Academic journal article Anglican Theological Review

The Changeless, the Changeable, and the Changing: Thoughts on the Future of Anglicanism(s)

Academic journal article Anglican Theological Review

The Changeless, the Changeable, and the Changing: Thoughts on the Future of Anglicanism(s)

Article excerpt

Anglicanism has long been a communion containing within itself a diversity of theological opinions and various worship styles, which have often been characterized as "parties." In recent years diversity has been stretched to the breaking point, such that many groups of "Anglicans" have felt unable to continue to participate in the Communion. Cultural diversity has also emerged as Anglicanism has moved beyond being an "English" church and has taken root in various parts of the globe. This essay explores what might still be held to be "changeless," what needs to change, and what is actually changing in the way Anglicanism is expressed, especially in the non-Western world. The author expresses the hope that Western Anglicans can begin to learn from their non-Western neighbors.

It is a privilege to be asked to speak on this rather daunting topic of what is "changeless, changeable, and changing" within Anglicanism. I believe that I have been asked to speak partly because I represent a segment of the Anglican community which describes itself as "conservative evangelical." I am happy with that label, although in this country I find that it is often misunderstood. "Evangelical" has to do with the gospel, and a conservative is committed to preserving certain things. I really would prefer to be known as a "conservative evangelical liberationist" since the terms "conservative" and "evangelical" do not seem to convey the necessity of a commitment to the transformation of the world in the name of Christ. Let me begin by attempting to outline a few Anglican kinds of "difference" which exist today.

Kinds of Anglican "Difference"

Diverse understandings of what it means to be an Anglican have long divided the Communion into "parties" (low, middle, high, catholic, evangelical, broad, charismatic) in both Britain and North America. In some parts of the world member churches of the Communion have been (to some extent) spared the trouble of party politics because they were evangelized by missionaries with a strong affiliation with one party. Hence Kenya and Uganda are evangelical because their missionaries were from the Church Missionary Society (CMS), and Ghana is catholic because their missionaries were from the United Society for the Propagation of the Gospel (USPG). Not every country in the world is so cleanly divided, of course, and with increased travel and ease of communication these neat boxes are breaking down.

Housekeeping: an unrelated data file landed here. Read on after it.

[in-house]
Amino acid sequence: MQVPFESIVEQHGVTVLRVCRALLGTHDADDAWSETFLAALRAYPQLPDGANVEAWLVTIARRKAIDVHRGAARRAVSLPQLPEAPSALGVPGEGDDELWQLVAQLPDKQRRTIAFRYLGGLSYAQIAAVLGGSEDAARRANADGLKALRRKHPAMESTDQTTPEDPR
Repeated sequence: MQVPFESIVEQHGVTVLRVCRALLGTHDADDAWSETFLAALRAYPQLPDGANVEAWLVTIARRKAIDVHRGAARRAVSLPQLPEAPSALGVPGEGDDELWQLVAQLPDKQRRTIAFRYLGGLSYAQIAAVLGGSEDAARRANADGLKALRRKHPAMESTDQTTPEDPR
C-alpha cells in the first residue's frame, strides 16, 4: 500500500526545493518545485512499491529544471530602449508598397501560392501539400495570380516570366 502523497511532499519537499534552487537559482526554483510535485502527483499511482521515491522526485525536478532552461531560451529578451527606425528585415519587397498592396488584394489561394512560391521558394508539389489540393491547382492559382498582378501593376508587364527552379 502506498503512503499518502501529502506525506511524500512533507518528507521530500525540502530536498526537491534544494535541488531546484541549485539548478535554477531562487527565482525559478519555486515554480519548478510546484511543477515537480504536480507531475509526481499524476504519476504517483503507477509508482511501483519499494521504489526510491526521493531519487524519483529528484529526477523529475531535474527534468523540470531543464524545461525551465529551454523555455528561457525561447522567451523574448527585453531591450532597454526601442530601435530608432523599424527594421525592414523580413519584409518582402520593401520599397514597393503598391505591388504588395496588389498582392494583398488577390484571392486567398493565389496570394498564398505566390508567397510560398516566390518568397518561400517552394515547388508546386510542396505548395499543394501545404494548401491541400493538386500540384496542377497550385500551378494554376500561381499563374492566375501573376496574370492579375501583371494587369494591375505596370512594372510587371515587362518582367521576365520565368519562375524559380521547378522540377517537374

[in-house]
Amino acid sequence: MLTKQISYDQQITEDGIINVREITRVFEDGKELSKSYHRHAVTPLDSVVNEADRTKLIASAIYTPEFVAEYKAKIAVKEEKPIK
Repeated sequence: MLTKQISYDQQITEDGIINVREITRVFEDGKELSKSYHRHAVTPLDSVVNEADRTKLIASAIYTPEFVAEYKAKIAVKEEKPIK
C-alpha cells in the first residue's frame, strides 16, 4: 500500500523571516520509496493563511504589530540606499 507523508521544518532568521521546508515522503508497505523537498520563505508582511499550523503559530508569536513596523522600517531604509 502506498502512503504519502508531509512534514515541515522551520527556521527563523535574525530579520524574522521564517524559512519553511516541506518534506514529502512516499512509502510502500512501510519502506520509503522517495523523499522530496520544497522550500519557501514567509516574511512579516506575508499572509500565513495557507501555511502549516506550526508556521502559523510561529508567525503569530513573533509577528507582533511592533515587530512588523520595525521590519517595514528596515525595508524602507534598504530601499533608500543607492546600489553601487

But the formation of parties is not the only way that Anglicans have expressed their differences. Sometimes Anglicans have settled their disputes through some form of schism. We should never forget that although John and Charles Wesley remained Anglican, the Methodists did not feel welcome to stay in the fold. The formation of the Anglican Mission in America (AMiA) as a union of some nonWestern Anglican leaders with some American Anglicans with the explicit purpose of both preserving things which are in danger of being lost and also of spreading the gospel in an Anglican form within the United States-but unhindered by the perceived shackles of ECUSA-is only one example of how Anglicanism is fracturing. A search of the Internet will reveal that there are today in North America at least thirty groups of Christians claiming to be "Anglican" which are not in communion with Canterbury. The oldest, of course, is the Reformed Episcopal Church (REC), a group formed in 1874 when George Cummins, assistant bishop of Kentucky, led a self-consciously evangelical group out of PECUSA because of a perceived growing Catholicism within the church. The REC has been a rather small group of parishes, many of them black churches, ever since, but it has seen a rapid increase in numbers in recent years. Most recent defections from ECUSA and the Anglican Church of Canada have been over the issues of the ordination of women (with mostly catholics leaving) and over homosexuality (with defections by some catholics, some evangelicals, and some charismatics). …

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